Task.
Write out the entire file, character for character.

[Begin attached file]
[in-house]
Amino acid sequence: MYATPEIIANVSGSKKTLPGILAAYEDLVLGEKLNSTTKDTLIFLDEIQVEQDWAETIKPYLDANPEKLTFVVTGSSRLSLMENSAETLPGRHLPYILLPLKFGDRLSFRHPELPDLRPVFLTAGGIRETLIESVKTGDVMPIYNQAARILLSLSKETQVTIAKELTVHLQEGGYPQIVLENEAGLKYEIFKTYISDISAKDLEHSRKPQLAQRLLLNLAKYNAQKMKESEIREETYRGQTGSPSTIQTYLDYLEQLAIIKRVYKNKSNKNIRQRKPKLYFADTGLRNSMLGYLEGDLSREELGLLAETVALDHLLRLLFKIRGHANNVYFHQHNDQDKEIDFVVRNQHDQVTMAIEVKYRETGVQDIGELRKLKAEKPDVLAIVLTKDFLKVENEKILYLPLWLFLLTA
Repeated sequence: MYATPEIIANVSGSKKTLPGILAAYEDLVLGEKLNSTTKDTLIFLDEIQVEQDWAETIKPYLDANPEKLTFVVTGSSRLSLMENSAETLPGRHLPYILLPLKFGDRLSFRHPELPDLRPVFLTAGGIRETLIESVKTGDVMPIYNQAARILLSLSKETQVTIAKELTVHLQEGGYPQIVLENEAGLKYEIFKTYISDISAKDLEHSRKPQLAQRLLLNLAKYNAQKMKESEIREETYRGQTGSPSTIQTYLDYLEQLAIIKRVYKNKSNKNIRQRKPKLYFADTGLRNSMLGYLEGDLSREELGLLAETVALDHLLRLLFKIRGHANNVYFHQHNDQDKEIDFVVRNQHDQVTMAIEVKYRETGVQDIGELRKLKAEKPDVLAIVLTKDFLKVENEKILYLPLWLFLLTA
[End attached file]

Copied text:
[in-house]
Amino acid sequence: MYATPEIIANVSGSKKTLPGILAAYEDLVLGEKLNSTTKDTLIFLDEIQVEQDWAETIKPYLDANPEKLTFVVTGSSRLSLMENSAETLPGRHLPYILLPLKFGDRLSFRHPELPDLRPVFLTAGGIRETLIESVKTGDVMPIYNQAARILLSLSKETQVTIAKELTVHLQEGGYPQIVLENEAGLKYEIFKTYISDISAKDLEHSRKPQLAQRLLLNLAKYNAQKMKESEIREETYRGQTGSPSTIQTYLDYLEQLAIIKRVYKNKSNKNIRQRKPKLYFADTGLRNSMLGYLEGDLSREELGLLAETVALDHLLRLLFKIRGHANNVYFHQHNDQDKEIDFVVRNQHDQVTMAIEVKYRETGVQDIGELRKLKAEKPDVLAIVLTKDFLKVENEKILYLPLWLFLLTA
Repeated sequence: MYATPEIIANVSGSKKTLPGILAAYEDLVLGEKLNSTTKDTLIFLDEIQVEQDWAETIKPYLDANPEKLTFVVTGSSRLSLMENSAETLPGRHLPYILLPLKFGDRLSFRHPELPDLRPVFLTAGGIRETLIESVKTGDVMPIYNQAARILLSLSKETQVTIAKELTVHLQEGGYPQIVLENEAGLKYEIFKTYISDISAKDLEHSRKPQLAQRLLLNLAKYNAQKMKESEIREETYRGQTGSPSTIQTYLDYLEQLAIIKRVYKNKSNKNIRQRKPKLYFADTGLRNSMLGYLEGDLSREELGLLAETVALDHLLRLLFKIRGHANNVYFHQHNDQDKEIDFVVRNQHDQVTMAIEVKYRETGVQDIGELRKLKAEKPDVLAIVLTKDFLKVENEKILYLPLWLFLLTA